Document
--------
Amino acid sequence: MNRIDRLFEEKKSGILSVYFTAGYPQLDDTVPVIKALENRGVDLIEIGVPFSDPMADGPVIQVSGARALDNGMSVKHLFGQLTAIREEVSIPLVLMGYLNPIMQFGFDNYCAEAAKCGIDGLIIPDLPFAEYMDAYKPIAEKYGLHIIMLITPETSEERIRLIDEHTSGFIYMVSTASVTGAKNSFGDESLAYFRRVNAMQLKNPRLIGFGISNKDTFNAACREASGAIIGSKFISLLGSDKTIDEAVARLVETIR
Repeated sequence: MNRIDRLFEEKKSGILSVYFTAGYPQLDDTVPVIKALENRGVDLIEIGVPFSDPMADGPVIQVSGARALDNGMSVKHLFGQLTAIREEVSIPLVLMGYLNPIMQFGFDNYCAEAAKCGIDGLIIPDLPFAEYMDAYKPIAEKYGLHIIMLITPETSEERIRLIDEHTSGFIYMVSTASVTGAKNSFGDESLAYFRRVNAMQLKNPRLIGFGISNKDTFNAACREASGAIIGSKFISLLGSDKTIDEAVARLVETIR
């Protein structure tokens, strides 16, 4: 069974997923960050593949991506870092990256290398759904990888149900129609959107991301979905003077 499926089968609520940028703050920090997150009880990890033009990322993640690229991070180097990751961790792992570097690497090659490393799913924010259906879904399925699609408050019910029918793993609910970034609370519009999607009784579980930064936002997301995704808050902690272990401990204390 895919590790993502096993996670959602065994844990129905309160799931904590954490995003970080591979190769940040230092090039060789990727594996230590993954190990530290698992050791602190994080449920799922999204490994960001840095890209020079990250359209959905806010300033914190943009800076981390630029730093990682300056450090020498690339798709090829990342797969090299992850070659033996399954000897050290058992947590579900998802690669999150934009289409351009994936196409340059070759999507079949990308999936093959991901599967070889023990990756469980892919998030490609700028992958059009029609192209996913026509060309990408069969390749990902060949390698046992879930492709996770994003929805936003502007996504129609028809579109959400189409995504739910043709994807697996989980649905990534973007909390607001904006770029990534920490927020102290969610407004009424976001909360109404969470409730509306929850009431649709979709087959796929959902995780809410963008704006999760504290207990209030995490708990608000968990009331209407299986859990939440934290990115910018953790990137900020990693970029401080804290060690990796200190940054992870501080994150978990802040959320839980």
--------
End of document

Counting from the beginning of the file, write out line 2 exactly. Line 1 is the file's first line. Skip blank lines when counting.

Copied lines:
Repeated sequence: MNRIDRLFEEKKSGILSVYFTAGYPQLDDTVPVIKALENRGVDLIEIGVPFSDPMADGPVIQVSGARALDNGMSVKHLFGQLTAIREEVSIPLVLMGYLNPIMQFGFDNYCAEAAKCGIDGLIIPDLPFAEYMDAYKPIAEKYGLHIIMLITPETSEERIRLIDEHTSGFIYMVSTASVTGAKNSFGDESLAYFRRVNAMQLKNPRLIGFGISNKDTFNAACREASGAIIGSKFISLLGSDKTIDEAVARLVETIR